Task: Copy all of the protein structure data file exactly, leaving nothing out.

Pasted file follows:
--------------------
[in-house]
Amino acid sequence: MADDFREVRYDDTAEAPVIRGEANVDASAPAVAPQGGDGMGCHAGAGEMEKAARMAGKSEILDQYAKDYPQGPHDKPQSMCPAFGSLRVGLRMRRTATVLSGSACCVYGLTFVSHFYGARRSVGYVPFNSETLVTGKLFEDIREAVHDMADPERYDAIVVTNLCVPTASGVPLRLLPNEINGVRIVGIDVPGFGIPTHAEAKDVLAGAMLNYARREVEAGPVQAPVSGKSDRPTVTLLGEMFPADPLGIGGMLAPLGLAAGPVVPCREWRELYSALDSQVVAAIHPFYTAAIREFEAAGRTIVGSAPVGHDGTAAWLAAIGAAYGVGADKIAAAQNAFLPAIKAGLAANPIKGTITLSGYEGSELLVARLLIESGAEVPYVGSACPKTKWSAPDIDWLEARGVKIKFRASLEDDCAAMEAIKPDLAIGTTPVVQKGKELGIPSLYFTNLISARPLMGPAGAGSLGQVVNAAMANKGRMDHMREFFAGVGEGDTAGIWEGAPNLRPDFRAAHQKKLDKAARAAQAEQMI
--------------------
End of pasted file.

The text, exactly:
[in-house]
Amino acid sequence: MADDFREVRYDDTAEAPVIRGEANVDASAPAVAPQGGDGMGCHAGAGEMEKAARMAGKSEILDQYAKDYPQGPHDKPQSMCPAFGSLRVGLRMRRTATVLSGSACCVYGLTFVSHFYGARRSVGYVPFNSETLVTGKLFEDIREAVHDMADPERYDAIVVTNLCVPTASGVPLRLLPNEINGVRIVGIDVPGFGIPTHAEAKDVLAGAMLNYARREVEAGPVQAPVSGKSDRPTVTLLGEMFPADPLGIGGMLAPLGLAAGPVVPCREWRELYSALDSQVVAAIHPFYTAAIREFEAAGRTIVGSAPVGHDGTAAWLAAIGAAYGVGADKIAAAQNAFLPAIKAGLAANPIKGTITLSGYEGSELLVARLLIESGAEVPYVGSACPKTKWSAPDIDWLEARGVKIKFRASLEDDCAAMEAIKPDLAIGTTPVVQKGKELGIPSLYFTNLISARPLMGPAGAGSLGQVVNAAMANKGRMDHMREFFAGVGEGDTAGIWEGAPNLRPDFRAAHQKKLDKAARAAQAEQMI